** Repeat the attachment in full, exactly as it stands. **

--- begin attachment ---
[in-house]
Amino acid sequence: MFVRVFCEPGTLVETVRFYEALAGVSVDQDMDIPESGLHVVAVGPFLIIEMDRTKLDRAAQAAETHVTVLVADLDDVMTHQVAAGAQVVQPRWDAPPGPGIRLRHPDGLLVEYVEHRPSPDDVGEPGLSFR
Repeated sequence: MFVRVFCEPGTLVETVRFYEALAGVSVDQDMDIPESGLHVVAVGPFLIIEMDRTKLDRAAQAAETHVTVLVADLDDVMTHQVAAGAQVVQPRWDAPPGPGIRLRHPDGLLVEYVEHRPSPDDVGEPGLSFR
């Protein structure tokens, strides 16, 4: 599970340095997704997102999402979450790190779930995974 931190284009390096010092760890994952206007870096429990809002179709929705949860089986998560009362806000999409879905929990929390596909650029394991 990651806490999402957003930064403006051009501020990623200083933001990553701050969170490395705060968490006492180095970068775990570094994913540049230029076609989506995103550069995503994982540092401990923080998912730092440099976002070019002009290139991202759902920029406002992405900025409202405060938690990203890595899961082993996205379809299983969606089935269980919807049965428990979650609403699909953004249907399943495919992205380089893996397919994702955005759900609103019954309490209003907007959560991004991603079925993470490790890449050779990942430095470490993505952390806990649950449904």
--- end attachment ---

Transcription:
[in-house]
Amino acid sequence: MFVRVFCEPGTLVETVRFYEALAGVSVDQDMDIPESGLHVVAVGPFLIIEMDRTKLDRAAQAAETHVTVLVADLDDVMTHQVAAGAQVVQPRWDAPPGPGIRLRHPDGLLVEYVEHRPSPDDVGEPGLSFR
Repeated sequence: MFVRVFCEPGTLVETVRFYEALAGVSVDQDMDIPESGLHVVAVGPFLIIEMDRTKLDRAAQAAETHVTVLVADLDDVMTHQVAAGAQVVQPRWDAPPGPGIRLRHPDGLLVEYVEHRPSPDDVGEPGLSFR
């Protein structure tokens, strides 16, 4: 599970340095997704997102999402979450790190779930995974 931190284009390096010092760890994952206007870096429990809002179709929705949860089986998560009362806000999409879905929990929390596909650029394991 990651806490999402957003930064403006051009501020990623200083933001990553701050969170490395705060968490006492180095970068775990570094994913540049230029076609989506995103550069995503994982540092401990923080998912730092440099976002070019002009290139991202759902920029406002992405900025409202405060938690990203890595899961082993996205379809299983969606089935269980919807049965428990979650609403699909953004249907399943495919992205380089893996397919994702955005759900609103019954309490209003907007959560991004991603079925993470490790890449050779990942430095470490993505952390806990649950449904």